I don't know anything about your school district, but my children's education is really being impacted by terrible administrators and terrible teachers who may be the minority but make significant impact regardless. There seems to be no way to get rid of them as far as I can tell (they're still there) and anyway it wouldn't matter because the curriculum itself is broken (everyday math? Fuck that shit) and nobody in the system seems to even want to work with me in a partnership, it's more like an educational feedlot. Moo

 

Maybe I'm unfair to blame to unions, I'm just a parent and honestly all I know is the end product that I'm receiving, which is a travesty. I'm definitely not anti teacher, I always vote to give them money and the few good teachers my kids have are a great resource to me as we join forces together to educate my children. Wish there were more like that, and I wish they had the freedom to teach their own way rather than saying "sorry it's the curriculum. I hate it too but have to use it" (his own math teacher's words)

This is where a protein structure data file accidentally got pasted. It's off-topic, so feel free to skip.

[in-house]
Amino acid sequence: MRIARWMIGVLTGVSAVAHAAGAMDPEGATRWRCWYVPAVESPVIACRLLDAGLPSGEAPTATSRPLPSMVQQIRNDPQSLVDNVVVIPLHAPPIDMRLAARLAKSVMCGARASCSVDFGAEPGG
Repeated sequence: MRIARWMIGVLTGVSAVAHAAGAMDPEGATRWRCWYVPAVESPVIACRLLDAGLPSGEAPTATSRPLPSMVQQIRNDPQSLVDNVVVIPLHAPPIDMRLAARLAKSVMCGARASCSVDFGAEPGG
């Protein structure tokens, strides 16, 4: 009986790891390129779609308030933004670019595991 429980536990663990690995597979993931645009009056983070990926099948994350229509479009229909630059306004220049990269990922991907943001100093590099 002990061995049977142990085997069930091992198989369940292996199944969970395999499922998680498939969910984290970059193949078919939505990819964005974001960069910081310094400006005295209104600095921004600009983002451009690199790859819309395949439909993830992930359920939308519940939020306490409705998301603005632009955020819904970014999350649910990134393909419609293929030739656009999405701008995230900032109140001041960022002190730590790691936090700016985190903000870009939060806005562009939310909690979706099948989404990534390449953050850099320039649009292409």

Peace out!

i understand big time - my wife and have been so unsatisfied w/ our local options that we're homeschooling our kids (it's the special ed thing in particular, schools just really don't handle atypical kids well) - i would also say that my methodology w/ my subject is very non-standard - i build my own curriculum entirely and have almost zero use for my district-issued textbook - ironically, this push for tougher evaluation systems is seriously threatening to the iconoclastic approach, which puts huge pressure to conform and be like everybody else :(

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Yeah, my district must be stricter than yours -- my son's math teacher was not allowed to deviate from the elementary curriculum at all and actually (privately) recommended that I teach my kids proper division and multiplication of large numbers at home, on my own, but to remember to tell them they had to do it the "Everyday math" way when they sent in homework and did tests. Totally insane.

 

Anything that allows teachers more independence from the district sounds like a great thing to me, is this what charter schools are for?

 

But I see signs around my neighborhood saying, "don't be charter fooled" so I'm suspicious. When it comes to education, at this point I trust no one. :(

 

I'd be interested in your opinion once you read up on the legislation. I asked two of the teachers I've worked well with and they both said the problem was that charter schools still have the same curriculum requirements as public schools, so anything gained?

 

Good on you for taking matters into your own hands, sounds like you have your own challenges, too

Edited by rob